Lithium20% 10 kg or 6.3 kg
Zonasemide35% Weight loss
Antidepressants

The prevalence of weight gain due to antidepressants is more chronic and more common, as prescribing volume is higher. Weight gain here appears to be underrecognized as there are fewer studies emphasizing antidepressant-induced side effects as the focus has been on the SGAs. As depression and anxiety are more common diagnostically and epidemiologically as compared to psychotic disorders [42] there is greater overall potential for iatrogenic weight gain with this class of medications in our opinion.

Tricyclic antidepressants (TCAs) and perhaps monoamine oxidase inhibitors (MAOIs) may be more likely to cause weight gain than the selective serotonin reuptake inhibitors (SSRIs) or the newer antidepressants in clinical practice. Mirtazapine may be placed between the SSRIs and the TCAs in terms of relative risk of weight gain and is likely the most risky drug for weight gain out of the novel antidepressants that postdate TCAs and MAOIs. Bupropion may be the only modern agent to lower weight [6]. Though the newly release vilazodone will need to be evaluated once it is used clinically in practice.

It is possible that a 1–3 kg average weight gain on antidepressants in 10–20% of the population may be a greater population side effect burden than the 2–10 kg average weight gain previously discussed in the 1% of the population with schizophrenia. Although antipsychotic medication use is escalating, as the SGAs are being used more often now with the FDA approval for bipolar and major depressive disorders, antidepressant prescribing far outweighs SGA prescribing.

Imipramine subjects may gain, on average, 3–4 kg [43] and 13.3% of patients may experience a greater than 10% gain in baseline weight. Amitriptyline-treated patients may gain an average of 2 kg. In contrast, nortriptyline was shown not to promote weight gain in depressed adult patients over 60 years in age and in children with attention deficit disorder [44,45]. Some authors [46] suggest that MAOIs are less likely to produce weight gain than TCAs. A literature review [46] suggests that phenelzine is the MAOI most likely to induce weight gain while reports of isocarboxazide or transdermal selegiline-induced weight gain are less common. Clearly, clinical experience shows at least moderate weight gain with MAOIs.

Regarding the novel antidepressants, trazodone studies show 0.5–1.1 kg weight gain over time [8,47]. Bupropion is routinely associated with weight loss. Five percent of baseline weight loss or 3–4.4 kg of weight loss has been reported [48–50]. For the most commonly prescribed antidepressants, the SSRIs, often an initial weight loss is noticed with sometimes a reversal to over all weight gain after a year of treatment. This is a common clinical finding, which was not noted in initial acute SSRI drug trials, which were all short term in nature [51]. SSRI data are controversial in that short-term anorectic action of fluoxetine has been recognized, but long-term follow-up reveals that its weight-reducing effects are transient, eventually causing a gain in body weight over time [52]. Acute losses of 0.35 kg may be noted, but an average of 2–2.5 kg of weight may be gained [53]. Citalopram may cause 1–1.5 kg weight gain over a year's time [54,55]. Fluvoxamine [56,6] has two studies showing no weight gain and no weight loss. Sertraline studies suggest more weight gain than control groups [57]. Paroxetine is the most likely of the SSRIs to cause weight gain. Fava et al. showed that paroxetine promoted more weight gain when compared to fluoxetine and sertraline [57].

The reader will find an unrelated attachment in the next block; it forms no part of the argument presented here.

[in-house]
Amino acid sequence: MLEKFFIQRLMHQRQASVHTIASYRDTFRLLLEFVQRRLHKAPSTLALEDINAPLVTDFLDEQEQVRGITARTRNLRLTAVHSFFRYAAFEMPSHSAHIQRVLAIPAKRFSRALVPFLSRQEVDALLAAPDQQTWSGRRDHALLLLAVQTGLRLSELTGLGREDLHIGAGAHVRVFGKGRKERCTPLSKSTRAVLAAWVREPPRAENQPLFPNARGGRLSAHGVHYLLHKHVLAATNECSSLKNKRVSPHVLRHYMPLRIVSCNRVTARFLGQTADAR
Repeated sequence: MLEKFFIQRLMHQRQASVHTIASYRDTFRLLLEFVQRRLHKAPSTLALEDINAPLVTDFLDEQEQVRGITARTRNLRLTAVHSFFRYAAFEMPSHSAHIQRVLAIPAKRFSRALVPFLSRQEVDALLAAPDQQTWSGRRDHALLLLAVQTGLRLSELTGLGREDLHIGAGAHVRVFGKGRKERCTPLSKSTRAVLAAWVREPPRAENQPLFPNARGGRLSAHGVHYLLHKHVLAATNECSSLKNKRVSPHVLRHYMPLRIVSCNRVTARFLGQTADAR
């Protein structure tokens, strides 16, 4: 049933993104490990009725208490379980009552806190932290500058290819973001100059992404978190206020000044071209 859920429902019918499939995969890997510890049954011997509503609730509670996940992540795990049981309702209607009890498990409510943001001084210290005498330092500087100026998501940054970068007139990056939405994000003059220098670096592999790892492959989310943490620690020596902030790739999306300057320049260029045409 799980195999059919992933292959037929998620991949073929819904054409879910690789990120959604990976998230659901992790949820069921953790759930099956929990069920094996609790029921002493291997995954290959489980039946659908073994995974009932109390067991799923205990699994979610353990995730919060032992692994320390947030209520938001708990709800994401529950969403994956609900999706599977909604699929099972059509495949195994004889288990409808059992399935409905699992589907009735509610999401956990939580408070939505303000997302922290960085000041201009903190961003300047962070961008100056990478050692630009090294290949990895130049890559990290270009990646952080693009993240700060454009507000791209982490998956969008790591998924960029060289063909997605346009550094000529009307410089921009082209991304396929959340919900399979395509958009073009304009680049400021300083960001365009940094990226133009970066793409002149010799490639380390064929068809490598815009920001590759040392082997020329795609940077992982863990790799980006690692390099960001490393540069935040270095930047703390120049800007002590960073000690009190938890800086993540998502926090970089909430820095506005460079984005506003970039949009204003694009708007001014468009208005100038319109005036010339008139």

These findings suggest a slower iatrogenic weight gain side effect profile compared to the SGAs mentioned above.

Mirtazapine has consistently shown greater weight gain when compared to SSRIs (fluoxetine, paroxetine, citalopram) [58–60]. In clinical practice it seems to react like an SGA in regard to weight and metabolic issues.

As aripiprazole is now approved for adjunctive treatment in major depressive disorder, we will review its data for this indication and place its more recent info here with the antidepressants. Various studies show that aripiprazole tends to have a low risk of association for metabolic and endocrine alteration [61], but it appears that prescribing serotonergic antidepressants and aripiprazole may increase weight gain potential over the aripiprazole alone [62].

In regard to the SNRI class of antidepressants, a recent 8-month double-blind randomized prospective trial with subjects initially on duloxetine, escitalopram, or placebo, the mean change in weight was significantly higher for escitalopram compared with duloxetine (+0.61 kg, duloxetine; +1.83 kg, escitalopram; P < 0.05); however, the incidence of treatment-emergent abnormal weight gain (> or = 7% increase in weight from baseline) was similar between drugs and was significantly greater for both duloxetine and escitalopram compared with placebo.

Mood Stabilizers

Mood stabilizing agents are used for bipolar disorder and schizoaffective disorder. As with the antipsychotics and antidepressants, weight gain is a common side effect. Mood stabilizers are associated with weight gain of similar magnitude to that of antipsychotics, and often greater than that associated with the antidepressants.

A total of 71% of divalproex patients may gain weight of more than 4 kg [46]. A total of 0.9–14 kg of divalproex-induced weight gain has been reported in other studies [63,64] with an incidence of 8–59%. Lamotrigine has a more favorable, weight-neutral profile and may cause some weight loss of 2 kg and a gain only up to 0.6 kg [65]. Carbamazapine may show a weight change up to 15 kg based on limited studies [66,67]. Lithium reviews suggest weight gain also as a common side effect. Twenty percent of patients on lithium gained 10 kg or more in one study and a 6.3 kg weight gain in a second [68].